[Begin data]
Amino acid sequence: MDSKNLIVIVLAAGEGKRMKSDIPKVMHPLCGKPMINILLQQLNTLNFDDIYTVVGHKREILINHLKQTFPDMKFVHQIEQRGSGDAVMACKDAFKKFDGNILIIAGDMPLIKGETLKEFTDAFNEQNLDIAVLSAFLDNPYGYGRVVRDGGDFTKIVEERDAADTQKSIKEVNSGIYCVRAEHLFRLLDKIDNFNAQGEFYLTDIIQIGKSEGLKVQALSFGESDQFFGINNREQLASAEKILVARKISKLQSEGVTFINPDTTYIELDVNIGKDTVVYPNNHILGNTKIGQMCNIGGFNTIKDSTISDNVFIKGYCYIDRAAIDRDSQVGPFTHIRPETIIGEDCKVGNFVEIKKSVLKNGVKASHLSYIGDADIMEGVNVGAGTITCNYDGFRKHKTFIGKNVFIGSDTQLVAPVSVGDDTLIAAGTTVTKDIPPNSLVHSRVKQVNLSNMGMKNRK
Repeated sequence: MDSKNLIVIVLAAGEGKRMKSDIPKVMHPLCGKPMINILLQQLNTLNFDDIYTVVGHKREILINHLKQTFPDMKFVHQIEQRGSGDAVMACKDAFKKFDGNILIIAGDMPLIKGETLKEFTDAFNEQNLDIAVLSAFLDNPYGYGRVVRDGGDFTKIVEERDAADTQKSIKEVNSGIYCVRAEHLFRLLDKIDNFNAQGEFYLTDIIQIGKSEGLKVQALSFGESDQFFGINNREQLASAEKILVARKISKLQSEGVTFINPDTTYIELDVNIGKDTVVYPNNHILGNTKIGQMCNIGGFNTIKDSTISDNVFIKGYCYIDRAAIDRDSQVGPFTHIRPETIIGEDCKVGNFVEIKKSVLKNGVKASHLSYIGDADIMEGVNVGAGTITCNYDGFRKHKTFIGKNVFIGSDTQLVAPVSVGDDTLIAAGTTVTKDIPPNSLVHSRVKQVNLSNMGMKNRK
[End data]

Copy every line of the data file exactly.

Amino acid sequence: MDSKNLIVIVLAAGEGKRMKSDIPKVMHPLCGKPMINILLQQLNTLNFDDIYTVVGHKREILINHLKQTFPDMKFVHQIEQRGSGDAVMACKDAFKKFDGNILIIAGDMPLIKGETLKEFTDAFNEQNLDIAVLSAFLDNPYGYGRVVRDGGDFTKIVEERDAADTQKSIKEVNSGIYCVRAEHLFRLLDKIDNFNAQGEFYLTDIIQIGKSEGLKVQALSFGESDQFFGINNREQLASAEKILVARKISKLQSEGVTFINPDTTYIELDVNIGKDTVVYPNNHILGNTKIGQMCNIGGFNTIKDSTISDNVFIKGYCYIDRAAIDRDSQVGPFTHIRPETIIGEDCKVGNFVEIKKSVLKNGVKASHLSYIGDADIMEGVNVGAGTITCNYDGFRKHKTFIGKNVFIGSDTQLVAPVSVGDDTLIAAGTTVTKDIPPNSLVHSRVKQVNLSNMGMKNRK
Repeated sequence: MDSKNLIVIVLAAGEGKRMKSDIPKVMHPLCGKPMINILLQQLNTLNFDDIYTVVGHKREILINHLKQTFPDMKFVHQIEQRGSGDAVMACKDAFKKFDGNILIIAGDMPLIKGETLKEFTDAFNEQNLDIAVLSAFLDNPYGYGRVVRDGGDFTKIVEERDAADTQKSIKEVNSGIYCVRAEHLFRLLDKIDNFNAQGEFYLTDIIQIGKSEGLKVQALSFGESDQFFGINNREQLASAEKILVARKISKLQSEGVTFINPDTTYIELDVNIGKDTVVYPNNHILGNTKIGQMCNIGGFNTIKDSTISDNVFIKGYCYIDRAAIDRDSQVGPFTHIRPETIIGEDCKVGNFVEIKKSVLKNGVKASHLSYIGDADIMEGVNVGAGTITCNYDGFRKHKTFIGKNVFIGSDTQLVAPVSVGDDTLIAAGTTVTKDIPPNSLVHSRVKQVNLSNMGMKNRK